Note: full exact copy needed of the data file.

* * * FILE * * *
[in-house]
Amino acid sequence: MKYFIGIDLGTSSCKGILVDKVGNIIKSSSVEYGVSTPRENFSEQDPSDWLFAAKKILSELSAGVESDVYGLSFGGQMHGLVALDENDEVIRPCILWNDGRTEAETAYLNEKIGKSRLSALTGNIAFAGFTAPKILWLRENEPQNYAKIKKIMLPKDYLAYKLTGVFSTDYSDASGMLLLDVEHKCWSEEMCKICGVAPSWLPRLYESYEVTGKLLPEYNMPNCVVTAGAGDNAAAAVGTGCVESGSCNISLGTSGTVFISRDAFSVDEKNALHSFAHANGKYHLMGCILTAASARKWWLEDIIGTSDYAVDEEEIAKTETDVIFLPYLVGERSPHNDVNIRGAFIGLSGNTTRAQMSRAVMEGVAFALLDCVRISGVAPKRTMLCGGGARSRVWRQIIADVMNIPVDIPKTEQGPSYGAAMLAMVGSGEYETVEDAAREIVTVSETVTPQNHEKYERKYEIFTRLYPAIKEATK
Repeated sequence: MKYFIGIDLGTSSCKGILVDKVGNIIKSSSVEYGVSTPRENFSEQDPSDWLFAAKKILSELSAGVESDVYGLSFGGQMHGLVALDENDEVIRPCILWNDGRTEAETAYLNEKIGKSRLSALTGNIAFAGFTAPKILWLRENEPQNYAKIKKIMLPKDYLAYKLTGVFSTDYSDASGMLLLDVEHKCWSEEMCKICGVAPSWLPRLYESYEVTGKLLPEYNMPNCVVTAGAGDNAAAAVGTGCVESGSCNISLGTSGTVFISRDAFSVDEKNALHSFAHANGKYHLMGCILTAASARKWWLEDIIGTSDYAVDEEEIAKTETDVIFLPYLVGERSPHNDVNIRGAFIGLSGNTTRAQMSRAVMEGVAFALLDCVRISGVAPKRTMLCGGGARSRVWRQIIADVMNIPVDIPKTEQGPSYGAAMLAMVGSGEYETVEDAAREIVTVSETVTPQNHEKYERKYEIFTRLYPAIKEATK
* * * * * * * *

[in-house]
Amino acid sequence: MKYFIGIDLGTSSCKGILVDKVGNIIKSSSVEYGVSTPRENFSEQDPSDWLFAAKKILSELSAGVESDVYGLSFGGQMHGLVALDENDEVIRPCILWNDGRTEAETAYLNEKIGKSRLSALTGNIAFAGFTAPKILWLRENEPQNYAKIKKIMLPKDYLAYKLTGVFSTDYSDASGMLLLDVEHKCWSEEMCKICGVAPSWLPRLYESYEVTGKLLPEYNMPNCVVTAGAGDNAAAAVGTGCVESGSCNISLGTSGTVFISRDAFSVDEKNALHSFAHANGKYHLMGCILTAASARKWWLEDIIGTSDYAVDEEEIAKTETDVIFLPYLVGERSPHNDVNIRGAFIGLSGNTTRAQMSRAVMEGVAFALLDCVRISGVAPKRTMLCGGGARSRVWRQIIADVMNIPVDIPKTEQGPSYGAAMLAMVGSGEYETVEDAAREIVTVSETVTPQNHEKYERKYEIFTRLYPAIKEATK
Repeated sequence: MKYFIGIDLGTSSCKGILVDKVGNIIKSSSVEYGVSTPRENFSEQDPSDWLFAAKKILSELSAGVESDVYGLSFGGQMHGLVALDENDEVIRPCILWNDGRTEAETAYLNEKIGKSRLSALTGNIAFAGFTAPKILWLRENEPQNYAKIKKIMLPKDYLAYKLTGVFSTDYSDASGMLLLDVEHKCWSEEMCKICGVAPSWLPRLYESYEVTGKLLPEYNMPNCVVTAGAGDNAAAAVGTGCVESGSCNISLGTSGTVFISRDAFSVDEKNALHSFAHANGKYHLMGCILTAASARKWWLEDIIGTSDYAVDEEEIAKTETDVIFLPYLVGERSPHNDVNIRGAFIGLSGNTTRAQMSRAVMEGVAFALLDCVRISGVAPKRTMLCGGGARSRVWRQIIADVMNIPVDIPKTEQGPSYGAAMLAMVGSGEYETVEDAAREIVTVSETVTPQNHEKYERKYEIFTRLYPAIKEATK